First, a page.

In the course of a due diligence exercise undertaken by its solicitor, Mr S. Zhen, Sino was informed by Mr Clarke on 15 September 2016 that: “There are loans from Oakland for $4.15m and then another loan for the balance of the $6.8m purchase price ($2.6m – which will rank below you)…”. His Honour noted that there was “no reference to any loan or credit received by Passage from Mr Cooper”.
On 22 September 2016, Sino’s principal, Mr J Koman, raised some concerns as to the relationships between the parties. In his response which was copied to Mr Zhen and Mr Haubert, Mr Clarke stated that he had never acted for Oakland before but had acted for Mr Gardas and that “Oakland’s investment has been used to pay out part of Perry’s money… as per the agreement between Perry, HID [sic] and the Passage”.
To complete the chronology, the learned primary judge listed the three undated documents executed by Sino on or before 26 September 2016 and the mortgage in its favour. His Honour also referred to Mr Haubert’s evidence that he began to suspect a “less than arm’s length transaction” when he saw an email sent by Mr Clarke on 30 October 2016 to him and others which spoke of a need for them to make a payment to Orpheus rather than Oakland for its interest ($62,250). Reference was also made to an acknowledgement by Mr Haubert in cross-examination that after he was told by Mr Gore of delinquency in interest payments by Passage, he was informed that it had paid in excess of $250,000 by way of interest to Oakland between October 2016 and May 2017.
The “critical documents” relied on by Oakland: The learned primary judge described the following documents as having been emphasised by counsel for Oakland: the Oakland Loan Agreement, the mortgage instruments and Security Deed in its favour, the Deed of Priority and Subordination, and the Settlement Deed. His Honour considered each of the documents individually.
As to the Oakland Loan Agreement, the learned primary judge made several observations. First, accepting that it was properly executed, he considered that it was evidence of an agreement only to lend. It did not prove that a loan occurred. Next, it did not speak of any arrangement by which the Loan amount would not in fact be paid to Passage. Specifically, there was no reference to the “supposedly intended purpose – a debt cancelling loan” which could easily have been mentioned by the parties if they had been “acting legitimately”.
In the course of discussing the mortgage instruments, his Honour considered whether loan funds that were not used for the purpose expressly stated in clause 2.2 of the Oakland Loan Agreement would be secured by the mortgage. He concluded that they would be secured because “[t]he agreement does not expressly bind the borrower to the stated purpose and the mortgage only requires that the amount in question is owed “pursuant” to the agreement”.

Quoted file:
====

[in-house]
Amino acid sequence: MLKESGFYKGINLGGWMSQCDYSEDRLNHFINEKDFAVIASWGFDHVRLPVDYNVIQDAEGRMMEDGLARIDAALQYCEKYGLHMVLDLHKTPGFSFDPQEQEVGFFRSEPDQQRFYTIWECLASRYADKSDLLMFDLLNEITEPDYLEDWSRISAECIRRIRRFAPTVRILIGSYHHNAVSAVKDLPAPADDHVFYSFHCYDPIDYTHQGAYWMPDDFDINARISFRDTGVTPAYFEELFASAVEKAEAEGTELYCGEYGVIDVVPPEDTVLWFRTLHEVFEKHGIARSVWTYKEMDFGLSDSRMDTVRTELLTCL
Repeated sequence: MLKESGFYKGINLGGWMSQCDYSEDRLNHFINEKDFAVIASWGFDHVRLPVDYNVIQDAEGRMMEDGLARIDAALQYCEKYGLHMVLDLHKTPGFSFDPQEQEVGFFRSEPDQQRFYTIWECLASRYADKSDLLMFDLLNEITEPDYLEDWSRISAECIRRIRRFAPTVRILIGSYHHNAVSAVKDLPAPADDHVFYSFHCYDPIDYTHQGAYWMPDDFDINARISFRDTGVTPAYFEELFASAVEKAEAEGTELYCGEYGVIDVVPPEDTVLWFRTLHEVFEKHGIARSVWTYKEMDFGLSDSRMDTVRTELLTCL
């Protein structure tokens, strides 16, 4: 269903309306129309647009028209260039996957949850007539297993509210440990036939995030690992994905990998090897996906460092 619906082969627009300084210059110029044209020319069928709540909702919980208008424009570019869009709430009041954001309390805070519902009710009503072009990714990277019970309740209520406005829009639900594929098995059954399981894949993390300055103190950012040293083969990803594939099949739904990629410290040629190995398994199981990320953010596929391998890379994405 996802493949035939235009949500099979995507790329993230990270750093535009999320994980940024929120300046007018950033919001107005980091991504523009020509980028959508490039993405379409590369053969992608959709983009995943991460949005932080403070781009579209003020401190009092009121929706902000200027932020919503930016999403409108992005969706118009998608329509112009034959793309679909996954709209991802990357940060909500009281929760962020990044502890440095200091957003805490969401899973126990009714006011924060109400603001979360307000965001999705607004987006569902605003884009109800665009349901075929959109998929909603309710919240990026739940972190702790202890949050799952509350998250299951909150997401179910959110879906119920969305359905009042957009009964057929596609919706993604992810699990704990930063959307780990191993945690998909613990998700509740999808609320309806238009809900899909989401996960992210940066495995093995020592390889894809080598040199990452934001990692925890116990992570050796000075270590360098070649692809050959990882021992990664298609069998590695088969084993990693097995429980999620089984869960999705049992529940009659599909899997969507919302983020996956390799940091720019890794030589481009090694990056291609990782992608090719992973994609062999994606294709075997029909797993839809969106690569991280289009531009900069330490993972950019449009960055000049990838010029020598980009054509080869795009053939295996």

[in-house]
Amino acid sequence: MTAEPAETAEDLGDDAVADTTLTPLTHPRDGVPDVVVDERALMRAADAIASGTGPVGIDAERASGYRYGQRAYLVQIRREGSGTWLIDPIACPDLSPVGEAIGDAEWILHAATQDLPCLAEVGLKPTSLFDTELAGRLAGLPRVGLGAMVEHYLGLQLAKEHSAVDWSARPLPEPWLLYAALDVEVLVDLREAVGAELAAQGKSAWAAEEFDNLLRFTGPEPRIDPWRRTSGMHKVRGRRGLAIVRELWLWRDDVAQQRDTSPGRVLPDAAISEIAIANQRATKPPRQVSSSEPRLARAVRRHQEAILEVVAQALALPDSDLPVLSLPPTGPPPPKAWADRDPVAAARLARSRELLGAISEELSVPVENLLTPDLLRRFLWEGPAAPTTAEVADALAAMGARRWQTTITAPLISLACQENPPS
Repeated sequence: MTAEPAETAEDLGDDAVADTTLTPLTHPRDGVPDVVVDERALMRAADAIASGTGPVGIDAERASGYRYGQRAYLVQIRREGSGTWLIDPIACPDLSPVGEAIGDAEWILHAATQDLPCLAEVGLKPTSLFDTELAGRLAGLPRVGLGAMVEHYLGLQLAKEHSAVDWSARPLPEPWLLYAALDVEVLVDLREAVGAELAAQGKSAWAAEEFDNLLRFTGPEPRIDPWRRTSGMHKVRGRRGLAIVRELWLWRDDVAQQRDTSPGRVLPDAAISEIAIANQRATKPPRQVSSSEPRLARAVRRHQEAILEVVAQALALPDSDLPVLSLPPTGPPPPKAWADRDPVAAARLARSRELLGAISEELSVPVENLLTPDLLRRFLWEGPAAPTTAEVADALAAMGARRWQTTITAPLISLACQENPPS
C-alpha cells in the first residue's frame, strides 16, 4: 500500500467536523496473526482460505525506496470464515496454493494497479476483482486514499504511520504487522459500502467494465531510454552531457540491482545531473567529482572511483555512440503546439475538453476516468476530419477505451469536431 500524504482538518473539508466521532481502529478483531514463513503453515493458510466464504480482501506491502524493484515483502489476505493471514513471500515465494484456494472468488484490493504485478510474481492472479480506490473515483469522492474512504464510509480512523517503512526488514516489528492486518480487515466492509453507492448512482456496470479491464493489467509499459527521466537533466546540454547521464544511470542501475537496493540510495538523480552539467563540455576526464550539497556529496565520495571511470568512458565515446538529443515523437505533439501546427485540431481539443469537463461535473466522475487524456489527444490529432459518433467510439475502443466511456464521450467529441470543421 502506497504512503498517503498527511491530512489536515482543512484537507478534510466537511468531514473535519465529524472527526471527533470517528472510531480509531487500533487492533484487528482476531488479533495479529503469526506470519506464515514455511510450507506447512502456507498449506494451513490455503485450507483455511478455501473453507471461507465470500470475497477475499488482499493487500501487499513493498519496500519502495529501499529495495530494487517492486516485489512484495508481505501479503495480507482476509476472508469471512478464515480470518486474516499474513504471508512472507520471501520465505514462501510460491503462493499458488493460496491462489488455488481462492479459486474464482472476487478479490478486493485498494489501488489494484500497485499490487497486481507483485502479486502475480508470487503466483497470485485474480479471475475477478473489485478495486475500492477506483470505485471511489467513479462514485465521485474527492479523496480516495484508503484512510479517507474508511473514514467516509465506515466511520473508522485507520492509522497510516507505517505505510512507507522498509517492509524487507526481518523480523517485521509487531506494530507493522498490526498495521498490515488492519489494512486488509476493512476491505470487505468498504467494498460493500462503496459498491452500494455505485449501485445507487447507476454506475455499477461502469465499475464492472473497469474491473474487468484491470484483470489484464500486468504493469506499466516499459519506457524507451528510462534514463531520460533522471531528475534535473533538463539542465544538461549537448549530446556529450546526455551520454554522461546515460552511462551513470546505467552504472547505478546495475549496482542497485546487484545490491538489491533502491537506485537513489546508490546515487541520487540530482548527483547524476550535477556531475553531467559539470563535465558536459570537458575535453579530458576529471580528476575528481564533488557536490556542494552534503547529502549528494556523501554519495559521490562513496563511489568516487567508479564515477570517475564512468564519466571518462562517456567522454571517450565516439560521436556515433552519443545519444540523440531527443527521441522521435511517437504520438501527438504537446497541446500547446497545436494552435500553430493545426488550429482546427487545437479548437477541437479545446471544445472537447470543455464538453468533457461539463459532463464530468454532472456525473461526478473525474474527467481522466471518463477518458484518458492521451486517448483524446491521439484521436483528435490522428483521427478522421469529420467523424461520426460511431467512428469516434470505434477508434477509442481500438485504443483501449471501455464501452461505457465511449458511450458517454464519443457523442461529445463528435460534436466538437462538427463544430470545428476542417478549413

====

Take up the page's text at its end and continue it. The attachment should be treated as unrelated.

The learned primary judge observed that, as with the Security Deed between Sino and Passage, the Security Deed between Oakland and Passage did not prove that a loan had actually been made to Passage by Oakland. His Honour made a similar observation of the Deed of Priority and Subordination. However, he gave no consideration to the commerciality of the ceding of mortgage priority by Sino to Oakland.
As to the Settlement Deed, the learned primary judge noted that the parties to it were Passage, Mr Cooper, and D & M Technologies Pty Ltd (“D&M”). D & M was the trustee of the CLH Unit Trust. Mr Clarke was a director of D & M. He deposed that, as trustee, D & M became the owner of the issued shares in Passage on or about 11 March 2016. It was also the sole unit holder in The Passage Unit Trust.
Mr Clarke accepted that he was the beneficial owner of the issued shares in D & M. However, he swore that, as trustee of the CLH Unit Trust, D & M held the units in The Passage Unit Trust “as a stakeholder or trustee for Mr Cooper and Mr Gore’s wife to be distributed as agreed between them”.
An undated document titled “Unit and Share Sale Agreement” was executed by D & M as Vendor and HDI as Purchaser for the purchase by the latter of 90 per cent of the shares in Passage and 90 per cent of the units in the Passage Unit Trust. His Honour noted that, on the face of this document, D & M was purporting to sell the 90 per cent interest in the shares and units as trustee of the CLH Unit Trust, and not as trustee for Mr Cooper and the Gores. As I have mentioned, the sale to HDI did not proceed.